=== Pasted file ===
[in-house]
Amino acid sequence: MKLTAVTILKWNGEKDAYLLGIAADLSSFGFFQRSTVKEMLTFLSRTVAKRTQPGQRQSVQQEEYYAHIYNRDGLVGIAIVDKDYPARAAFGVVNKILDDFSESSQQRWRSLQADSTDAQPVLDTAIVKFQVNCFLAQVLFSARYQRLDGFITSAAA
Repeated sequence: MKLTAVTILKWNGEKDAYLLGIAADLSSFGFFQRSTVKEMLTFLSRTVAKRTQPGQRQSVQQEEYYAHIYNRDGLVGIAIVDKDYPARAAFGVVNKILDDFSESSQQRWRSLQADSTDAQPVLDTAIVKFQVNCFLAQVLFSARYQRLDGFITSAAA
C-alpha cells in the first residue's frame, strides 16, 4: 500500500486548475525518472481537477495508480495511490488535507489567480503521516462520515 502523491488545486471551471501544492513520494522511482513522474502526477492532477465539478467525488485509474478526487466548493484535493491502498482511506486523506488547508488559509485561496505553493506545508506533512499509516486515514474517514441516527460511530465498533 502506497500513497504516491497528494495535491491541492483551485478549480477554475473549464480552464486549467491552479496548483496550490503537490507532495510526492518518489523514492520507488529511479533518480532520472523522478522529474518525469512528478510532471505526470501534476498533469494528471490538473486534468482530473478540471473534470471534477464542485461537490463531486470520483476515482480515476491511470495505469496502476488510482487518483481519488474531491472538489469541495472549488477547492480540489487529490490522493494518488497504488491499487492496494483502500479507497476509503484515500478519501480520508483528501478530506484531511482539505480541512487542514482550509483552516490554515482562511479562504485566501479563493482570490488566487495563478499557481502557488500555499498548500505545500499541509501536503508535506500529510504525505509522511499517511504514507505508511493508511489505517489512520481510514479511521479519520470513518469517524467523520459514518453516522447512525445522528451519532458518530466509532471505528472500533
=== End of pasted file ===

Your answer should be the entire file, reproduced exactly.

[in-house]
Amino acid sequence: MKLTAVTILKWNGEKDAYLLGIAADLSSFGFFQRSTVKEMLTFLSRTVAKRTQPGQRQSVQQEEYYAHIYNRDGLVGIAIVDKDYPARAAFGVVNKILDDFSESSQQRWRSLQADSTDAQPVLDTAIVKFQVNCFLAQVLFSARYQRLDGFITSAAA
Repeated sequence: MKLTAVTILKWNGEKDAYLLGIAADLSSFGFFQRSTVKEMLTFLSRTVAKRTQPGQRQSVQQEEYYAHIYNRDGLVGIAIVDKDYPARAAFGVVNKILDDFSESSQQRWRSLQADSTDAQPVLDTAIVKFQVNCFLAQVLFSARYQRLDGFITSAAA
C-alpha cells in the first residue's frame, strides 16, 4: 500500500486548475525518472481537477495508480495511490488535507489567480503521516462520515 502523491488545486471551471501544492513520494522511482513522474502526477492532477465539478467525488485509474478526487466548493484535493491502498482511506486523506488547508488559509485561496505553493506545508506533512499509516486515514474517514441516527460511530465498533 502506497500513497504516491497528494495535491491541492483551485478549480477554475473549464480552464486549467491552479496548483496550490503537490507532495510526492518518489523514492520507488529511479533518480532520472523522478522529474518525469512528478510532471505526470501534476498533469494528471490538473486534468482530473478540471473534470471534477464542485461537490463531486470520483476515482480515476491511470495505469496502476488510482487518483481519488474531491472538489469541495472549488477547492480540489487529490490522493494518488497504488491499487492496494483502500479507497476509503484515500478519501480520508483528501478530506484531511482539505480541512487542514482550509483552516490554515482562511479562504485566501479563493482570490488566487495563478499557481502557488500555499498548500505545500499541509501536503508535506500529510504525505509522511499517511504514507505508511493508511489505517489512520481510514479511521479519520470513518469517524467523520459514518453516522447512525445522528451519532458518530466509532471505528472500533